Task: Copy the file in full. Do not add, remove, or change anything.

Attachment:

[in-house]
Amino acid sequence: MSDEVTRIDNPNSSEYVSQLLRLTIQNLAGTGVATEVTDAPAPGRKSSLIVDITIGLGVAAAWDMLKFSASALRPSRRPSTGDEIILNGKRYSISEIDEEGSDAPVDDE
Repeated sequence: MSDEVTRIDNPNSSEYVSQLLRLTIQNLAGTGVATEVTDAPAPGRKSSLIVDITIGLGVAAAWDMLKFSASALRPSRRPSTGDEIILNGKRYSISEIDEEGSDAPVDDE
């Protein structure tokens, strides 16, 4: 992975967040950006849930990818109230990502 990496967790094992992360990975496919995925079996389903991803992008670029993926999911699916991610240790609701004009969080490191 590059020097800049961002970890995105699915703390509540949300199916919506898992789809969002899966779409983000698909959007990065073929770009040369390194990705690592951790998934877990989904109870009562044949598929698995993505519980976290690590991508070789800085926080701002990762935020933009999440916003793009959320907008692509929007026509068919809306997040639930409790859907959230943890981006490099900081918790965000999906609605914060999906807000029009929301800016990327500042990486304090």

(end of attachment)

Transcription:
[in-house]
Amino acid sequence: MSDEVTRIDNPNSSEYVSQLLRLTIQNLAGTGVATEVTDAPAPGRKSSLIVDITIGLGVAAAWDMLKFSASALRPSRRPSTGDEIILNGKRYSISEIDEEGSDAPVDDE
Repeated sequence: MSDEVTRIDNPNSSEYVSQLLRLTIQNLAGTGVATEVTDAPAPGRKSSLIVDITIGLGVAAAWDMLKFSASALRPSRRPSTGDEIILNGKRYSISEIDEEGSDAPVDDE
């Protein structure tokens, strides 16, 4: 992975967040950006849930990818109230990502 990496967790094992992360990975496919995925079996389903991803992008670029993926999911699916991610240790609701004009969080490191 590059020097800049961002970890995105699915703390509540949300199916919506898992789809969002899966779409983000698909959007990065073929770009040369390194990705690592951790998934877990989904109870009562044949598929698995993505519980976290690590991508070789800085926080701002990762935020933009999440916003793009959320907008692509929007026509068919809306997040639930409790859907959230943890981006490099900081918790965000999906609605914060999906807000029009929301800016990327500042990486304090």